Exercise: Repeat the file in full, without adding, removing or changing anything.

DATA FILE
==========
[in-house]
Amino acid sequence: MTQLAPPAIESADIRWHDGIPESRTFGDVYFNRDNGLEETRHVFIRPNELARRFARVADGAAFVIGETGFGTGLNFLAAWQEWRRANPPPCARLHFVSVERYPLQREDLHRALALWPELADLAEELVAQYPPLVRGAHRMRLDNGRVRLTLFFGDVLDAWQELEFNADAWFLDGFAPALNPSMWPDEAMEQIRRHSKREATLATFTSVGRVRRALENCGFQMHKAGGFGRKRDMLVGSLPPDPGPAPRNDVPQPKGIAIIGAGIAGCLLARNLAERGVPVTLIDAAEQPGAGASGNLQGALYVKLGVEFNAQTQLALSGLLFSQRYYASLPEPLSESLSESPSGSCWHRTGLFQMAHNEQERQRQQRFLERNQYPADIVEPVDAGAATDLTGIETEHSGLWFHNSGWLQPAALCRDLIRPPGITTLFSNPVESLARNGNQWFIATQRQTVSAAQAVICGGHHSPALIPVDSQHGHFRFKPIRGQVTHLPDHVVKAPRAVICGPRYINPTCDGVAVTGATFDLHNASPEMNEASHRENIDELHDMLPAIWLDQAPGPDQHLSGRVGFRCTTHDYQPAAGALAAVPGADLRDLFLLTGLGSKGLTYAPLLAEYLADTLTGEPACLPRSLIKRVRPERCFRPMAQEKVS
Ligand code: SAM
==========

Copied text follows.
[in-house]
Amino acid sequence: MTQLAPPAIESADIRWHDGIPESRTFGDVYFNRDNGLEETRHVFIRPNELARRFARVADGAAFVIGETGFGTGLNFLAAWQEWRRANPPPCARLHFVSVERYPLQREDLHRALALWPELADLAEELVAQYPPLVRGAHRMRLDNGRVRLTLFFGDVLDAWQELEFNADAWFLDGFAPALNPSMWPDEAMEQIRRHSKREATLATFTSVGRVRRALENCGFQMHKAGGFGRKRDMLVGSLPPDPGPAPRNDVPQPKGIAIIGAGIAGCLLARNLAERGVPVTLIDAAEQPGAGASGNLQGALYVKLGVEFNAQTQLALSGLLFSQRYYASLPEPLSESLSESPSGSCWHRTGLFQMAHNEQERQRQQRFLERNQYPADIVEPVDAGAATDLTGIETEHSGLWFHNSGWLQPAALCRDLIRPPGITTLFSNPVESLARNGNQWFIATQRQTVSAAQAVICGGHHSPALIPVDSQHGHFRFKPIRGQVTHLPDHVVKAPRAVICGPRYINPTCDGVAVTGATFDLHNASPEMNEASHRENIDELHDMLPAIWLDQAPGPDQHLSGRVGFRCTTHDYQPAAGALAAVPGADLRDLFLLTGLGSKGLTYAPLLAEYLADTLTGEPACLPRSLIKRVRPERCFRPMAQEKVS
Ligand code: SAM